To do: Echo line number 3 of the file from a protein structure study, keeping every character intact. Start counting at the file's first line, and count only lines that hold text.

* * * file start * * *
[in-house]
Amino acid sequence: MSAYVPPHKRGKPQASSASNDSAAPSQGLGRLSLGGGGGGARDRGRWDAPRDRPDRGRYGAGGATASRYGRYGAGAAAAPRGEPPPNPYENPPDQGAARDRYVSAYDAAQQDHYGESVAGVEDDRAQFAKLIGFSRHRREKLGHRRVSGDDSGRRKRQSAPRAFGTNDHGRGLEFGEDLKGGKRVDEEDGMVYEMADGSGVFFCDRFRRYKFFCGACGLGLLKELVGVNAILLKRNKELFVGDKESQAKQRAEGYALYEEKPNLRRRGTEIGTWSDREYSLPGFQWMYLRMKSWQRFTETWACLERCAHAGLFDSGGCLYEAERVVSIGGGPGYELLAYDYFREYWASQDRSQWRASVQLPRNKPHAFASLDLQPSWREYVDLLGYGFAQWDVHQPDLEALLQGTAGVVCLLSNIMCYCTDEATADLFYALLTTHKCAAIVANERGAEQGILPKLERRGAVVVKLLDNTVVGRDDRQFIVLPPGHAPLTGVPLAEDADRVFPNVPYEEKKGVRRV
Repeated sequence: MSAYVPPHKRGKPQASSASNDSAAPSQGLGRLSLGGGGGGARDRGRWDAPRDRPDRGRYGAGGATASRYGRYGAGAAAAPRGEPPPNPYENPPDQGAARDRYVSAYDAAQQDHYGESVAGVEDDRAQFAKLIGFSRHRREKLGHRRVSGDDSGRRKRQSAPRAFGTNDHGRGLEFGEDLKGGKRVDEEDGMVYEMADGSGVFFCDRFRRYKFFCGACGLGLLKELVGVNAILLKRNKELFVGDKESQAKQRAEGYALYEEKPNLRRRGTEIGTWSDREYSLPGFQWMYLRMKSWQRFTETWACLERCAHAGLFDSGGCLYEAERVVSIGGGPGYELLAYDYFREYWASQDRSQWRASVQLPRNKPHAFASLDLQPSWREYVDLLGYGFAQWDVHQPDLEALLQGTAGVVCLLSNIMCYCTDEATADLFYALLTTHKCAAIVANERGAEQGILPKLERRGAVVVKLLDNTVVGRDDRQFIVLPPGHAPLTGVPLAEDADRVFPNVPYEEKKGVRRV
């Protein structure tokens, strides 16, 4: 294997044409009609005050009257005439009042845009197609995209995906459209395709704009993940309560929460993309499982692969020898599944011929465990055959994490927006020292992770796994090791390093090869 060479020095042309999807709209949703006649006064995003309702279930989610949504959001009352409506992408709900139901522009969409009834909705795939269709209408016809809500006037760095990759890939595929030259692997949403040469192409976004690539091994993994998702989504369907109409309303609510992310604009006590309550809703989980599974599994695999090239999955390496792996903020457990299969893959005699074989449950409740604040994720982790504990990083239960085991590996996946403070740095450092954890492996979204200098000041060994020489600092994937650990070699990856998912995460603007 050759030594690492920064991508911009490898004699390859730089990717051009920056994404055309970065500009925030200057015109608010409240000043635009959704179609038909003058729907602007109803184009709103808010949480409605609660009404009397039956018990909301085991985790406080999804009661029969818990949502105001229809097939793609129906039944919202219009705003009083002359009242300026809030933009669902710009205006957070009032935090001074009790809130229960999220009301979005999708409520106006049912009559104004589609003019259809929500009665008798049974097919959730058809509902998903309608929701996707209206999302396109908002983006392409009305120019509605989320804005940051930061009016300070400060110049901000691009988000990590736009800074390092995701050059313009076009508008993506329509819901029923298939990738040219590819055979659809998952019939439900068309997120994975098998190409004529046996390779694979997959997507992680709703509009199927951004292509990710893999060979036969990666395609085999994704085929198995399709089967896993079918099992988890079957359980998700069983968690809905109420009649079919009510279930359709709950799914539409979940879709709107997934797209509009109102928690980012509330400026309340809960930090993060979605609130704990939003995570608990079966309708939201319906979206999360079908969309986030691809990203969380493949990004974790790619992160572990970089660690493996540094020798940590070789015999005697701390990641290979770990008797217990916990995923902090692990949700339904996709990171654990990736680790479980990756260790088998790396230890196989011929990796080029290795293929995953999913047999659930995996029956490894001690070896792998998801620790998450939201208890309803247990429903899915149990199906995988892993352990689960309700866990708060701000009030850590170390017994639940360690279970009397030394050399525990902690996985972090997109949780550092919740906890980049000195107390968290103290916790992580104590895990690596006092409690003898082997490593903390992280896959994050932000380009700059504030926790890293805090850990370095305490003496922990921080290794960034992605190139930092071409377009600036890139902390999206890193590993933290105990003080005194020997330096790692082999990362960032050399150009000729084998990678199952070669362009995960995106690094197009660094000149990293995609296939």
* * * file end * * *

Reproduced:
Repeated sequence: MSAYVPPHKRGKPQASSASNDSAAPSQGLGRLSLGGGGGGARDRGRWDAPRDRPDRGRYGAGGATASRYGRYGAGAAAAPRGEPPPNPYENPPDQGAARDRYVSAYDAAQQDHYGESVAGVEDDRAQFAKLIGFSRHRREKLGHRRVSGDDSGRRKRQSAPRAFGTNDHGRGLEFGEDLKGGKRVDEEDGMVYEMADGSGVFFCDRFRRYKFFCGACGLGLLKELVGVNAILLKRNKELFVGDKESQAKQRAEGYALYEEKPNLRRRGTEIGTWSDREYSLPGFQWMYLRMKSWQRFTETWACLERCAHAGLFDSGGCLYEAERVVSIGGGPGYELLAYDYFREYWASQDRSQWRASVQLPRNKPHAFASLDLQPSWREYVDLLGYGFAQWDVHQPDLEALLQGTAGVVCLLSNIMCYCTDEATADLFYALLTTHKCAAIVANERGAEQGILPKLERRGAVVVKLLDNTVVGRDDRQFIVLPPGHAPLTGVPLAEDADRVFPNVPYEEKKGVRRV